I have just written a post on my personal blog on this subject, which may be of interest to readers. Naomi
Both James and I will be presenting papers at this year’s Spalding Symposium on Indian Religions, which will be held in Manchester 25th-27th April 2014. [More details here] Our papers will reflect areas of our current research for the Story of Story project. Titles and abstracts below.
James Hegarty – ‘From False Teachings , Failing Bloodlines and Toxic Karma to their Several Opposites: The Economy of Religious Explanation in Hindu, Buddhist and Jain Narrative Traditions (to c. the C6th CE)’
Hindu, Buddhist and Jain narrative texts exhibit parallel concerns with the tensions between genealogy, teaching lineage and karmic inheritance. While it is fair to say that the anti-Vedic traditions tended to reject ideas of genealogically-inherited religious authority, it is also true to say that they found ways to karmically differentiate between individuals more or less capable of ‘salvific’ insight. There is, indeed, a certain embarrassment of riches in terms of the explanatory resources of early South Asian religious traditions. All three religious traditions were also in the business of addressing their teachings to the realia of early South Asian social life. This meant dealing with temporal authorities, many of whom placed a good deal of emphasis on issues of bloodline and dynastic ‘manifest destiny’. Discussions of karma, genealogy and teaching lineage spoke, then, not just to issues surrounding the explanatory power and perceived effectiveness of a given religious tradition, but also to its institutional framework, ethics and its compatibility with different forms of political authority (amongst other things). In this paper, I will take up narratives drawn from Hindus, Buddhists and Jain traditions ( to c. the C6th CE) in order to explore the similarities and differences in their literary approach to genealogy, teaching lineage and karma. I will cross-reference these materials both with epigraphy and with some of the monastic and socially didactic literature of the three traditions; in the latter, the delineation of forms of preferred social organisation (from the monastic community to the family and the ruling elite) had to be more pragmatic, which makes them an excellent foil for more high-flown literary imaginings (though their ‘pragmatism’ is, on occasion, questionable). The triangulation of literary, ‘legal’ and epigraphic sources also helps to delineate the audience of early South Asian religious narrative. In this way, the paper will develop a comparative approach to the tensions between genealogy, teaching lineage and karma within and between the three great ‘isms’ of early South Asian religious history.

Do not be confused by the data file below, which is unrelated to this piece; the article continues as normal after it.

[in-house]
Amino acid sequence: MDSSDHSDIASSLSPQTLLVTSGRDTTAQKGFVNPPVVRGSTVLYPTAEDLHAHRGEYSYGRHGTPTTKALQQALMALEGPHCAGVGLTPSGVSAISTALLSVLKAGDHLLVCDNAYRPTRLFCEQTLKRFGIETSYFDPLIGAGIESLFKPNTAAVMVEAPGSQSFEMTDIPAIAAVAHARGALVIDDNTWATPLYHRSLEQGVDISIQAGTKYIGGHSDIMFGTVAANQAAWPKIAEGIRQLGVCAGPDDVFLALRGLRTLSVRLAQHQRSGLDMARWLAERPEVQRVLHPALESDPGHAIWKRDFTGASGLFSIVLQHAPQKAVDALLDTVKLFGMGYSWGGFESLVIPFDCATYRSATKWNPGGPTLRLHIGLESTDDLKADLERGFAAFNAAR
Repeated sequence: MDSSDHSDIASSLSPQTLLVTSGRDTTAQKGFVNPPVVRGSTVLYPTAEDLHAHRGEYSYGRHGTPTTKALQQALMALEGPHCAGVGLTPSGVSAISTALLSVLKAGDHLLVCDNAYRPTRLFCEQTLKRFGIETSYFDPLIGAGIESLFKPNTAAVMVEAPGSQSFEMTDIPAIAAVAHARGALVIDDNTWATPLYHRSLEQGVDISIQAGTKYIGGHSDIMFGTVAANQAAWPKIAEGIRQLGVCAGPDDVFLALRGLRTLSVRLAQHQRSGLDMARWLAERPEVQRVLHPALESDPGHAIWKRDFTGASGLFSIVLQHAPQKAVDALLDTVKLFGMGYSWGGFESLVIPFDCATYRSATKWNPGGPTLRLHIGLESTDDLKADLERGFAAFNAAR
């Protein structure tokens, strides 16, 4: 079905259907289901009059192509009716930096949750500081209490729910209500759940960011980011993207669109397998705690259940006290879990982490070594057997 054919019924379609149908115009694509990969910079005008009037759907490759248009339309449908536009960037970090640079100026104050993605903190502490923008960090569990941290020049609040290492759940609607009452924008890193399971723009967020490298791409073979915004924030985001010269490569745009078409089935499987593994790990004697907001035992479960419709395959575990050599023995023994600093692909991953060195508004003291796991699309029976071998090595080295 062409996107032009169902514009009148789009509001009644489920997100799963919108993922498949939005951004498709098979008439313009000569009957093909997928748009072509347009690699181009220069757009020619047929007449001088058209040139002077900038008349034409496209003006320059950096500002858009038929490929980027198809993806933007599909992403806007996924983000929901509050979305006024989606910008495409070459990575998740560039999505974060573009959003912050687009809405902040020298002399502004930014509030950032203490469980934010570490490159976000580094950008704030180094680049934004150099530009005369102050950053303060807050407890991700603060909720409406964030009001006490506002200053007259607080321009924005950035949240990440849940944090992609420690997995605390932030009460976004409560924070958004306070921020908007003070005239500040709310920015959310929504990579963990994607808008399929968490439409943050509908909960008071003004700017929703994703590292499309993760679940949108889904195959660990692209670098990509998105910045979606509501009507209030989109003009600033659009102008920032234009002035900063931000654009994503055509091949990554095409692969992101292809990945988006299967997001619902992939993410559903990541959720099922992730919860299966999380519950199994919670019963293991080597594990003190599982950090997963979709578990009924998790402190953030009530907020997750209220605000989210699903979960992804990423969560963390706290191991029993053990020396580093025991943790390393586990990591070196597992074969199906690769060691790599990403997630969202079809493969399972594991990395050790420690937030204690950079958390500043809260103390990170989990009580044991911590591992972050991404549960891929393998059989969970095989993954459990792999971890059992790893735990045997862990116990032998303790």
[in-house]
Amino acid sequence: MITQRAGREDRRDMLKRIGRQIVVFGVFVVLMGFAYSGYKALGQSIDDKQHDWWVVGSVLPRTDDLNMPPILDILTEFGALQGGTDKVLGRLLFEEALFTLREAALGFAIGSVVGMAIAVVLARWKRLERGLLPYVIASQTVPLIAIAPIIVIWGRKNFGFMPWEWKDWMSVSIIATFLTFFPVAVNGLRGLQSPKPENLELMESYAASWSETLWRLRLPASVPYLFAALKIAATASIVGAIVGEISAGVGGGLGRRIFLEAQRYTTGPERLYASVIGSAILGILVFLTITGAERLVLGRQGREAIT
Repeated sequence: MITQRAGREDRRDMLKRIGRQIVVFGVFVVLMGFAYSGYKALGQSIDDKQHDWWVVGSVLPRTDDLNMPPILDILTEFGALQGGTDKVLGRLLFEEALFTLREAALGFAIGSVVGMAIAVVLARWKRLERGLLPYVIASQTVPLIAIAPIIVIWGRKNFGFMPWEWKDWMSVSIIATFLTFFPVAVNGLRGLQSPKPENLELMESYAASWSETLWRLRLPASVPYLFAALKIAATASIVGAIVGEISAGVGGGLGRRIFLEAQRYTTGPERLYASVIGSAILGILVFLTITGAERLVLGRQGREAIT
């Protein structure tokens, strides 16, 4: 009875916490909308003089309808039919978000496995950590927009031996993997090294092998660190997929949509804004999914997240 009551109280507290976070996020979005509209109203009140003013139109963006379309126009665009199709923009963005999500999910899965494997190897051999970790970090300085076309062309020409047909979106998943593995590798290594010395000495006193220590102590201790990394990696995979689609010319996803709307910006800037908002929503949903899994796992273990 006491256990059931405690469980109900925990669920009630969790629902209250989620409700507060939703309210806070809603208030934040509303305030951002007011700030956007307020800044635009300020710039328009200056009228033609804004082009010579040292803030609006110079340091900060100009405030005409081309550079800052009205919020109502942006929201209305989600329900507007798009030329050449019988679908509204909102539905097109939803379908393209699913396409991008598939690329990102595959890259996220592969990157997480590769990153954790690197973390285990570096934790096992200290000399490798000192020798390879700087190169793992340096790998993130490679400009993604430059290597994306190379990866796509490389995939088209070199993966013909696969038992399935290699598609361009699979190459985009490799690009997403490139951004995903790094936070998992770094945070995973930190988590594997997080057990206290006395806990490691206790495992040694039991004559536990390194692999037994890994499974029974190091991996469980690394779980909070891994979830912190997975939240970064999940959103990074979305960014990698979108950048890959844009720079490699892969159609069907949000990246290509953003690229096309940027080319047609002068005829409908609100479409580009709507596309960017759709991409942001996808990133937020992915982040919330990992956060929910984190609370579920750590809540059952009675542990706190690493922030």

Naomi Appleton – ‘The Renouncing Royals of Videha across Buddhist, Jain and Hindu narratives’
“Though Mithilā may be on fire, nothing of mine is burning!” So speaks a renouncing king of Videha, called Janaka in the Buddhist Janaka-jātaka and the Mahābhārata, and Nami in the Jain Uttarādhyayana. The latter name resonates with two other jātaka stories, which tell of king Nimi/Nemi, another king of Videha famous for renunciation. That these characters are part of the same lineage is clear not only from their shared homeland, but also from genealogies such as that recounted by King Janaka in the Rāmāyaṇa, in which he refers to previous King Janakas as well as a King Nimi. Not all the kings of Videha are famous for renouncing, but those that are share certain motifs across all three traditions of early south Asia.
In this paper I will explore the interconnected narratives of the renouncing kings of Videha in an effort to understand how each of the three traditions – Hindu, Jain and Buddhist – used this motif and lineage to serve their own agenda. In so doing I will shed light on the connections between these traditions and the value of studying their narratives as part of a broader South Asian heritage.